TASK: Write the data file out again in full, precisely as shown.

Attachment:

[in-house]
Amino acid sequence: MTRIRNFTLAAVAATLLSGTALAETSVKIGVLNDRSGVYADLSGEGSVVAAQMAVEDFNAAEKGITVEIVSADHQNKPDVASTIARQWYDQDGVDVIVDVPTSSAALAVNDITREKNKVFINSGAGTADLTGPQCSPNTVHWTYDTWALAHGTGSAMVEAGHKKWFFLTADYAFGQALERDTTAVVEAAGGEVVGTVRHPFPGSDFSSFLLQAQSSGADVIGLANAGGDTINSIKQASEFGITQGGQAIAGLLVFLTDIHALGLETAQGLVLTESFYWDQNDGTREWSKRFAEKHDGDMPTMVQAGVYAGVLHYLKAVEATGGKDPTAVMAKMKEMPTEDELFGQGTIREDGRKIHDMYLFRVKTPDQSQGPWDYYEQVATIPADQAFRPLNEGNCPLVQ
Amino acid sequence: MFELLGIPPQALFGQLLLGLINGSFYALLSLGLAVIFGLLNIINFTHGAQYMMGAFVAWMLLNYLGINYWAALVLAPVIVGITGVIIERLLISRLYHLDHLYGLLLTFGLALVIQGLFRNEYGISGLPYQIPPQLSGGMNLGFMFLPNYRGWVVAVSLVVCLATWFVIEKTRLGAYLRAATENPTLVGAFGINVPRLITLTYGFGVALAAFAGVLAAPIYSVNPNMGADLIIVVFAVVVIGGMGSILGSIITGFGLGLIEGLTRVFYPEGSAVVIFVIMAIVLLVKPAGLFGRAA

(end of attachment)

[in-house]
Amino acid sequence: MTRIRNFTLAAVAATLLSGTALAETSVKIGVLNDRSGVYADLSGEGSVVAAQMAVEDFNAAEKGITVEIVSADHQNKPDVASTIARQWYDQDGVDVIVDVPTSSAALAVNDITREKNKVFINSGAGTADLTGPQCSPNTVHWTYDTWALAHGTGSAMVEAGHKKWFFLTADYAFGQALERDTTAVVEAAGGEVVGTVRHPFPGSDFSSFLLQAQSSGADVIGLANAGGDTINSIKQASEFGITQGGQAIAGLLVFLTDIHALGLETAQGLVLTESFYWDQNDGTREWSKRFAEKHDGDMPTMVQAGVYAGVLHYLKAVEATGGKDPTAVMAKMKEMPTEDELFGQGTIREDGRKIHDMYLFRVKTPDQSQGPWDYYEQVATIPADQAFRPLNEGNCPLVQ
Amino acid sequence: MFELLGIPPQALFGQLLLGLINGSFYALLSLGLAVIFGLLNIINFTHGAQYMMGAFVAWMLLNYLGINYWAALVLAPVIVGITGVIIERLLISRLYHLDHLYGLLLTFGLALVIQGLFRNEYGISGLPYQIPPQLSGGMNLGFMFLPNYRGWVVAVSLVVCLATWFVIEKTRLGAYLRAATENPTLVGAFGINVPRLITLTYGFGVALAAFAGVLAAPIYSVNPNMGADLIIVVFAVVVIGGMGSILGSIITGFGLGLIEGLTRVFYPEGSAVVIFVIMAIVLLVKPAGLFGRAA